Researchers have hailed a breakthrough in the treatment of a common, incurable disease that causes hand deformities by bending the fingers firmly into the palm.
A clinical trial at Oxford and Edinburgh Universities found that a drug used for rheumatoid arthritis appeared to drive Dupuytren’s disease into reverse when used early on, a result described as a potential “gamechanger” for patients.
“We are very keen to pursue this,” said Prof Jagdeep Nanchahal, a surgeon scientist who led the trial at Oxford’s Kennedy Institute of Rheumatology. “This is a very safe drug and it’s important patients can access a treatment if it’s likely to be effective.”
The disease is named after the French surgeon Baron Dupuytren, who besides claiming the honour of treating Napoleon’s haemorrhoids, acquired the arm of a dead man he had “kept an eye on”, not wishing to lose the opportunity to investigate his permanently retracted fingers. Dupuytren’s affects about 5 million people in the UK, half of whom have early stage progressive disease.
Dupuytren’s is largely genetic and more common in people with northern European ancestry. Though some call it the “Viking disease” there is no genetic evidence supporting a link. It often runs in families, but the exact cause is unclear with factors such as alcohol and tobacco use, diabetes, age and sex all seeming to contribute. Men are eight times more likely to develop Dupuytren’s than women and in western countries, prevalence rises from about 12% to 29% between the ages of 55 and 75.
“The problem for patients with bent fingers is they interfere with daily living: putting your hand in your pocket because it catches, putting gloves on, and it can be hard to use a keyboard, and even drive,” Nanchahal said. Though more common in the past, some patients with severe and painful Dupuytren’s still request amputations.
The disease is a localised inflammatory disorder that develops when immune cells in the hand drive the production of fibrotic scar tissue. This creates lumps or nodules in the palm. Sometimes the disease stops there, but it can progress, forming strong cords under the skin that steadily contract and pull one or more fingers into the palm.
The lack of an effective treatment for early stage Dupuytren’s means most patients are told to wait until their fingers are sufficiently bent to qualify for surgery. While the tissue can be cut out, there is a risk of nerve and tendon damage, and the disease returns in about a fifth of patients within five years. Another option is to use a needle to perforate and then snap the cord, but the cords typically grow back.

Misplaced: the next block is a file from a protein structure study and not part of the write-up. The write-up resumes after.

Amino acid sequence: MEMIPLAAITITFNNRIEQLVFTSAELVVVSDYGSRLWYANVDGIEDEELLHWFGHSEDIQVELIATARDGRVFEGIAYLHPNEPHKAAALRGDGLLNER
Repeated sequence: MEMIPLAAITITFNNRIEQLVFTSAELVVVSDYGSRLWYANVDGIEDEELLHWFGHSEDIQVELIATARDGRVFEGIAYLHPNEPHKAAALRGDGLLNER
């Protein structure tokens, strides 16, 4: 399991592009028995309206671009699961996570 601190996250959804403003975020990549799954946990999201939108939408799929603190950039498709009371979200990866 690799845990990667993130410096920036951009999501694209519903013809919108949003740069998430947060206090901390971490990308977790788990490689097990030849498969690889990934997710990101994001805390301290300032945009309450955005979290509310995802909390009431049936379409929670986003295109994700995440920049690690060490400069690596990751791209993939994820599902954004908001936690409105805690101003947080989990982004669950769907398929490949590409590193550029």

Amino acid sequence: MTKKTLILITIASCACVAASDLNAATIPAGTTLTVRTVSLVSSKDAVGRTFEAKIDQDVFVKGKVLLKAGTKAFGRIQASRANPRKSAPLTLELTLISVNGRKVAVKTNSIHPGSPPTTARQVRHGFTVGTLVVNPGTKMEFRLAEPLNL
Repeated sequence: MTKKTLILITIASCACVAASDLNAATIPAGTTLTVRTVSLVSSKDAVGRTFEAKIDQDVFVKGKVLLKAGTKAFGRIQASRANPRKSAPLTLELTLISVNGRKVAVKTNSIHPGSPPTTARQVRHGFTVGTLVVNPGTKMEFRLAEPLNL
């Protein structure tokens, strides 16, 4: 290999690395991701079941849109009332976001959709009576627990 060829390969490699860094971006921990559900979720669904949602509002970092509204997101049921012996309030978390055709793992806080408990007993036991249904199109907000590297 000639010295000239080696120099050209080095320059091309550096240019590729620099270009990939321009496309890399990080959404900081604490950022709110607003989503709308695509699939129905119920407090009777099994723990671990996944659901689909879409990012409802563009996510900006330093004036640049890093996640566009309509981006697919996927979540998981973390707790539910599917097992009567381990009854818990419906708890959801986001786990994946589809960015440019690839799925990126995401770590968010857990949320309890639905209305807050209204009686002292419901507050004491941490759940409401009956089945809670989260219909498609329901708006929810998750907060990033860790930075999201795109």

Writing in Lancet Rheumatology, the Oxford group describes how injections of adalimumab, a drug used for rheumatoid arthritis and Crohn’s disease, into nodules reduced their size and hardness compared with placebo injections. The volunteers received one injection every three months for a year. Follow-up examinations showed the lumps continued to shrink for nine months after the final injection. The drug, which costs £350 a shot on the NHS, blocks signals from immune cells which tell myofibroblasts to churn out fibrotic tissue.
“We know the effect lasts for up to nine months after the last injection, but assuming that at some point the nodule starts growing again, then if this were approved, the patient would come back for another four injections,” Nanchahal said. Similar injections could help to reduce recurrence of cords after needle or surgical treatment.
Nanchahal is discussing the data with the Medicines and Healthcare products Regulatory Agency to understand what evidence they need to approve the treatment. Ideally, patients would be followed for 10 years to see whether adalimumab prevents hand deformities, but Nanchahal said this was not practical. “We have done the best we can in a patient population over a reasonable timeframe. We have measured everything we can think of,” he said.
Prof Chris Buckley, director of clinical research at the Kennedy Institute, said the drug could be a “gamechanger” and prevent the disease progressing to the point that patients need surgery.
Prof Neal Millar, an orthopaedic surgeon at the University of Glasgow, said the finding “could be hugely significant” in time. “This is a great step forward in understanding the disease, but longer-term evaluation is required if this is to be realised as a therapy,” he said.
Prof David Warwick, a hand surgeon specialising in Dupuytren’s at University hospital Southampton said: “Although these are early results, this is an exciting and important project because it addresses cell biology.
“Needles are simple and usually effective for a while, but the cord comes back. Surgery is usually successful but it takes a while to recover and occasionally there are problems. But supposing we can treat Dupuytren’s before it ever gets that far by addressing the cell biology? Now that would really change the world of Dupuytren’s.”